Lose weight, quit smoking, get organized; you tell yourself the same thing every year.
Except by February you weighed more than you did in November, you still find yourself shivering in the cold trying to light a smoke against the windshield, and all those bills and paperwork collecting dust on the fridge? Forget it. They are not going anywhere.
It is an odd tradition, this self-proposed deal to do something better for yourself, others or society as a whole. Yet creating New Year’s Resolutions is nothing new to the world today. The yearly tradition has dated as far back as 153 B.C., when a mythical king of early Rome called Janus – Janus, January, get it? – was placed at the head of the calendar. With two faces Janus was able to reflect on the past and look forward to the future and eventually came to represent the ancient symbol for resolutions. With that, the tradition of creating a change for the new year was born and practiced all around the world. [dull]
However, Janus apparently only looked forward to the near future. In a study done by professor John C. Norcross at the University of Scranton, it was found that 71 percent of participants kept their resolutions for only two weeks and 64 percent stayed true to their resolutions for just the month of January. Within three months, only 50 percent of participants had succeeded in sticking to their resolutions.
Not very impressive numbers if you ask me.
“Life gets crazy and then you never keep your resolution,” said Sarah Dull, a MSU Athletic Communications intern. “A resolution is something you really want to change and if you don’t want to change it bad enough then chances are you won’t do it.”
Setting and pursuing resolutions wholeheartedly is one strategy to making sure you do not become a part of the 50 percent who give up on their promises by April. And if you do not think there is anything you need to change in your life then it’s OK to be an individualist and go resolution-free next year.
“I haven’t even thought about it,” Dull said. “I think New Year’s resolutions should be boycotted and we can all just look forward to Lent.”
But she did say that if we as a world could set a unified resolution for a better society it would be for everyone to do their part in saving the environment. “It could really help and make a difference.”
[disco]Katie Koerner, a senior journalism student, agreed that if New Year’s Resolutions were made on a larger scale everyone could benefit as opposed to people making individual goals they know they’re likely to stray from.
“Government changes or policies that would result in free health care for everyone; now that would be beneficial to the nation,” Koerner said. The 21-year-old said that since high school she has been making the same resolutions to either work out more, lose weight or try to eat healthy – all of the usual resolutions that cause January gym memberships to skyrocket. Yet, by February she is back to her old ways.
“It can be hard, especially when you get busy, to stick to your resolution,” she said. “You either forget about it, or skip a day or two and then by the time you know it you’re not even following your resolution.”
Some experts recommend tweaking your lifestyle in order to fix this problem of tapering off in your routine. For most people, resolutions are made in order to promote a healthy or beneficial lifestyle change, so if losing five pounds by Valentine’s Day is what you plan to do, maybe going for a mile run before work every morning will be the sacrifice you have to make. On the same hand, setting realistic goals will also make success more likely since unattainable goals can be discouraging and almost always result in failure.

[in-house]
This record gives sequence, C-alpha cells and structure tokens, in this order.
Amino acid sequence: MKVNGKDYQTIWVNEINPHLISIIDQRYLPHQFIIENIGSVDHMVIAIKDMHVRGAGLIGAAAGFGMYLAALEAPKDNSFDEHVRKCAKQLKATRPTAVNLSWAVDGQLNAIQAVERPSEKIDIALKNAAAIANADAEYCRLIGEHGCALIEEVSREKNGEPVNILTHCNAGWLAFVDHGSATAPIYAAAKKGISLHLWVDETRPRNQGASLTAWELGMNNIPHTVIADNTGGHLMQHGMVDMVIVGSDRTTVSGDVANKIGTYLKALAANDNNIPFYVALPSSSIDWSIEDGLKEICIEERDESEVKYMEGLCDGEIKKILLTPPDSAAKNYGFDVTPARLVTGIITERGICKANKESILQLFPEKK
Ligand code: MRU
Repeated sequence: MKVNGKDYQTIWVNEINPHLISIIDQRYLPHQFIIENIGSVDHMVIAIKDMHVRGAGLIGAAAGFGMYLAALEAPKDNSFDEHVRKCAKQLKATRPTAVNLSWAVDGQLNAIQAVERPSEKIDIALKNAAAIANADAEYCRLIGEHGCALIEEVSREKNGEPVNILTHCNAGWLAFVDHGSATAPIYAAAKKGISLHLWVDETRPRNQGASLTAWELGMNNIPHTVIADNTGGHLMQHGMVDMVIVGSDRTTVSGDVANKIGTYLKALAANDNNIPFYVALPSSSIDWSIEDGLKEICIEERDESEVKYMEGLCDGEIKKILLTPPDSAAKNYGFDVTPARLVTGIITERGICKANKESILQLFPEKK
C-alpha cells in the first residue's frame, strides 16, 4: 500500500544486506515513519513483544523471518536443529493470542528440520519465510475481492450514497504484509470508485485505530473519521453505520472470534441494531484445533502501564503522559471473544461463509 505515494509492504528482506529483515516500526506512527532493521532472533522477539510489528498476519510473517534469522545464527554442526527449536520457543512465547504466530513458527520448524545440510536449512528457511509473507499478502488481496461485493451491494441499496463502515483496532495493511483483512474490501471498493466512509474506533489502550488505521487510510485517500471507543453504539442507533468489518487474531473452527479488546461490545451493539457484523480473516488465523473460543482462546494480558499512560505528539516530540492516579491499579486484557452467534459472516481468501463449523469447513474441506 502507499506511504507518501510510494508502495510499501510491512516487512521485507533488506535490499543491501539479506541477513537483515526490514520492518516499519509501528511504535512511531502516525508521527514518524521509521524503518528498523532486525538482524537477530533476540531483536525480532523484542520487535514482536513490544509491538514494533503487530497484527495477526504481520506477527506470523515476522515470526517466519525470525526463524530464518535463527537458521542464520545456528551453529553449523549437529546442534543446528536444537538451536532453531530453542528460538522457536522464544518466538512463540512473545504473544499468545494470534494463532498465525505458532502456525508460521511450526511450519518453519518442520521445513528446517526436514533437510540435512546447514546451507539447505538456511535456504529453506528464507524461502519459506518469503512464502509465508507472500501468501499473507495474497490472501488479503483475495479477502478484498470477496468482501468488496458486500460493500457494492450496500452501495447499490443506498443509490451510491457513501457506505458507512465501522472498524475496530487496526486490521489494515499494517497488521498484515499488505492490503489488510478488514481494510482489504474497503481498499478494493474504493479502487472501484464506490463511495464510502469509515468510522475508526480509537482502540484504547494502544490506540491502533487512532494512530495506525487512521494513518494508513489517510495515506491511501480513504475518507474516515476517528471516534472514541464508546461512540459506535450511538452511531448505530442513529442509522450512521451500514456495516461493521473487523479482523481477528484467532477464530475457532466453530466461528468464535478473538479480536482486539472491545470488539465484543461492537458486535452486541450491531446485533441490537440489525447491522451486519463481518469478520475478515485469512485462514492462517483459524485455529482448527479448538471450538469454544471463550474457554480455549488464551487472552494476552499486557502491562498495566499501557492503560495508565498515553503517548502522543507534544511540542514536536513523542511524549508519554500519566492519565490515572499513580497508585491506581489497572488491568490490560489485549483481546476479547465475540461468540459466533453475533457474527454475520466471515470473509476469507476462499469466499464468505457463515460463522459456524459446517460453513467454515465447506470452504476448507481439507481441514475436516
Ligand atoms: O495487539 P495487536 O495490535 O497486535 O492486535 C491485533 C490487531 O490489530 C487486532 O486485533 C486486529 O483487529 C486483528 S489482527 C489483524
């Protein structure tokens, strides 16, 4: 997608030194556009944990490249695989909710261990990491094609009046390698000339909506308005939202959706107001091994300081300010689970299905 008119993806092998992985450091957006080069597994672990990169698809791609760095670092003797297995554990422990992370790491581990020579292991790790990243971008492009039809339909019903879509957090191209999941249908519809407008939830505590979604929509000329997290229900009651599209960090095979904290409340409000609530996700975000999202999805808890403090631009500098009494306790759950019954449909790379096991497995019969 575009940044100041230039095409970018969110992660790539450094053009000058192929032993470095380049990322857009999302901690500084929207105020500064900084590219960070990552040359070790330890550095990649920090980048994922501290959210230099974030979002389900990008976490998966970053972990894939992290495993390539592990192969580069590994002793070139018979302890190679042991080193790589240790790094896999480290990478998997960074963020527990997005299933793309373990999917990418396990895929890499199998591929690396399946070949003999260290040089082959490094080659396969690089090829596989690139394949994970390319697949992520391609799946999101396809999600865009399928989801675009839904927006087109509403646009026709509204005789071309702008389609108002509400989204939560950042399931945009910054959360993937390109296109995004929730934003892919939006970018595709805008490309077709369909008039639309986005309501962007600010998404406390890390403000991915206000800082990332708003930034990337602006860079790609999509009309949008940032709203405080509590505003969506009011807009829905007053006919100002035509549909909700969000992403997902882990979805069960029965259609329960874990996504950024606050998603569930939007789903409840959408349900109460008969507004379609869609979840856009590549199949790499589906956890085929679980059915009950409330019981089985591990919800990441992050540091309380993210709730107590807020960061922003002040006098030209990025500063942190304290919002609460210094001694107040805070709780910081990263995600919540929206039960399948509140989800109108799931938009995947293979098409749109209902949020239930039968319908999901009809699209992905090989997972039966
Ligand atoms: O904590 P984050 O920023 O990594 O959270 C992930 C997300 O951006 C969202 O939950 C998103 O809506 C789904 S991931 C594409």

For example, choosing to lose 45 pounds by Valentines Day so you can land that special date is probably a perfect route to take if you are looking to let yourself down.
“My resolutions usually involve eating healthier, losing weight, not procrastinating, or finding the right guy; basically so I can feel better about myself,” sophomore premedical student Elise Craig said. With a smile on her face she explained how her efforts to eat healthy usually end up devoured – by the end of January – along with all of the food in her kitchen. [rhi]
“When it comes to resolutions that have to do with dieting, losing weight and what not, many people can’t keep their resolutions,” Craig said. “It gets too hard and people fall back into their bad habits without enough will power.”
Using a chart to mark your success or journey as you progress through your resolution can help you stick to your plan and occasionally rewarding yourself along the way can keep you from going crazy. A reward like treating yourself to your favorite restaurant after being smoke-free for four weeks is a proactive way to help you keep you resolution longer.
“People keep their resolutions because they want to make a serious change in their life, a change that will make them more attractive or fix a habit they’ve always hated. It’s basically like trying to improve yourself and using a certain day to be the starting marker; a clean slate kind of thing,” Craig said.
While she hopes her resolutions last at least until May this year, Craig also added that not only is the new year a clean slate for people to start fresh, but it is a time for positive changes to be made in society. Her idea of a perfect nation-wide resolution?
“Never vote a Republican into office again.”

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